Cherry

  11. Hi Laruie

    Ailsa is more likely to ask – when was the last time you moved? – with some justification.

    I spend most of my time in my chair – a zero gravity recliner – which is the most comfortable thing I have ever sat in.

    Sometimes I am just contemplating, sometimes I am writing, sometimes just stillness.

    I have never been able to sit like you show, without pain – even as a five year old, sitting on the floor was painful. A serious back injury in my early twenties made the situation much worse.

    And I do treasure the stillness of simply being without doing.

    • Ted – There you go! SITTING and THINKING (pondering solutions for the world) is precisely why you’re BRILLIANT!

      My client’s body’s always relaxed in a Lafuma Zero Gravity Chair while while I sent their minds to heaven and beyond giving Reflexology treatments to their feet 🙂

  12. First of all, I love your title; it definitely caught my attention! I like legs up the wall pose to quiet my mind. I find 15 minutes at least 2 to 3 times a week to go to that place…..awww:)

  13. I sit a lot. But I am never quiet or in the moment. Where did you acquire your bench? I am going to be taking yoga teacher training and I suspect we will be doing our share of sitting.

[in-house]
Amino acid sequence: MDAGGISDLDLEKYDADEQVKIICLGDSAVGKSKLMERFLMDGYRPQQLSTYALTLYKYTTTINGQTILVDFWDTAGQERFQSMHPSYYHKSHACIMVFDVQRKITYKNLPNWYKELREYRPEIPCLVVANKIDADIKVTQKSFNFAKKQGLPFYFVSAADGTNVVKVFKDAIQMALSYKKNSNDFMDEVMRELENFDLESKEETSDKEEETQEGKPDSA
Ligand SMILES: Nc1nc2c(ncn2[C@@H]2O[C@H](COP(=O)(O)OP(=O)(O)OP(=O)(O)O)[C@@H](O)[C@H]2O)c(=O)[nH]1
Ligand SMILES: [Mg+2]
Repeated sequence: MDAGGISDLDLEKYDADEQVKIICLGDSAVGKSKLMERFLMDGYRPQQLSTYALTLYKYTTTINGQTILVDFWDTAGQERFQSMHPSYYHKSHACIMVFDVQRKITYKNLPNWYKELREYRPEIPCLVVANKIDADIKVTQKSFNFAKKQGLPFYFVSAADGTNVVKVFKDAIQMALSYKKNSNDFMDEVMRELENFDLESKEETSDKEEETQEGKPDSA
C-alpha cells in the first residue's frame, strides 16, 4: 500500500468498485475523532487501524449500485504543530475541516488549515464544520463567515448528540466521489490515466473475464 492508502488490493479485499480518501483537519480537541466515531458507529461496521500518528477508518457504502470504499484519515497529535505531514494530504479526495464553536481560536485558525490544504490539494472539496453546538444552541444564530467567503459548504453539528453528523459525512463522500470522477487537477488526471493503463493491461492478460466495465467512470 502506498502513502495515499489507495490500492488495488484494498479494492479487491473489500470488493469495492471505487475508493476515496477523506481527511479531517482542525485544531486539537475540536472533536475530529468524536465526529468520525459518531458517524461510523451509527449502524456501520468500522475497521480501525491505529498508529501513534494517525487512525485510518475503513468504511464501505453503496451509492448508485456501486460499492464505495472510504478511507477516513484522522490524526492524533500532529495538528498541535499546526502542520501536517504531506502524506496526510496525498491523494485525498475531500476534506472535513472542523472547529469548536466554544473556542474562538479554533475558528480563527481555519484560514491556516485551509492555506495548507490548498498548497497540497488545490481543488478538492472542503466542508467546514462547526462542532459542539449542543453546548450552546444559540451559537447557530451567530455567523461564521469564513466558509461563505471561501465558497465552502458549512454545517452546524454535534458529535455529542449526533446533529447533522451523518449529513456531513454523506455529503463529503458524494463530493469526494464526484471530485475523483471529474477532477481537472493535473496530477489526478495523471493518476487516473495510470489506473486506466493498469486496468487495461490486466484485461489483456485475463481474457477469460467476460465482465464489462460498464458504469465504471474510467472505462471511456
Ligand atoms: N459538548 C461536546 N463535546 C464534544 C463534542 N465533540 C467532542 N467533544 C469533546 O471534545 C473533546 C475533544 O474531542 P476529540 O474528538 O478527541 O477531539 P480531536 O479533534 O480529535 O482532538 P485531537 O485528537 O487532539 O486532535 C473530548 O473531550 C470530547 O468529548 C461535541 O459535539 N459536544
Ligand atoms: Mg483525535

14. I would probably sit longer in a meditative pose if I had a bench! I’m glad to see the link to the Etsy shop! I do sit cross-legged on the floor with just a little yoga blanket elevating me a tad. But it would be great to have another means. The point is, though, I believe we do need to sit and be still. I’m practicing…it sure does not come naturally to me, Lori! 🙂

    • Three Well Beings – It doesn’t come naturally to me either, but I’m awfully glad after I invest time for each “Buddha Butt” session because it goes a long way toward clearing the cobwebs.

  15. “When was the last time you sat still?”

    I think it was a few weeks ago was I went under anesthesia for a kidney stone procedure. Ha! You see, when I haven’t a choice I must comply. Otherwise I would have to be perfectly comfortable to remain in a continuous state of comfort.

    The meditation bench really sounds and looks fantastic!

    • Sam – I can well imagine that you had to remain perfectly still for an extended period of time not only during, but after your recent kidney stone procedure. I’m sure glad it’s in the rearview mirror 🙂

    • Tina – I just Googled “Meditation Bench Plans” and received lots of wonderful links to follow. If you do the same, you’ll discover there are lots of different styles to choose from. Enjoy!

      • Thanks Lauri After I messaged you I thought of googling as well, I will have to have a carpenter make and was wondering if I had the correct dimensions it would be easier. We don’t have access to a lot of order deliveries in Pakistan 😦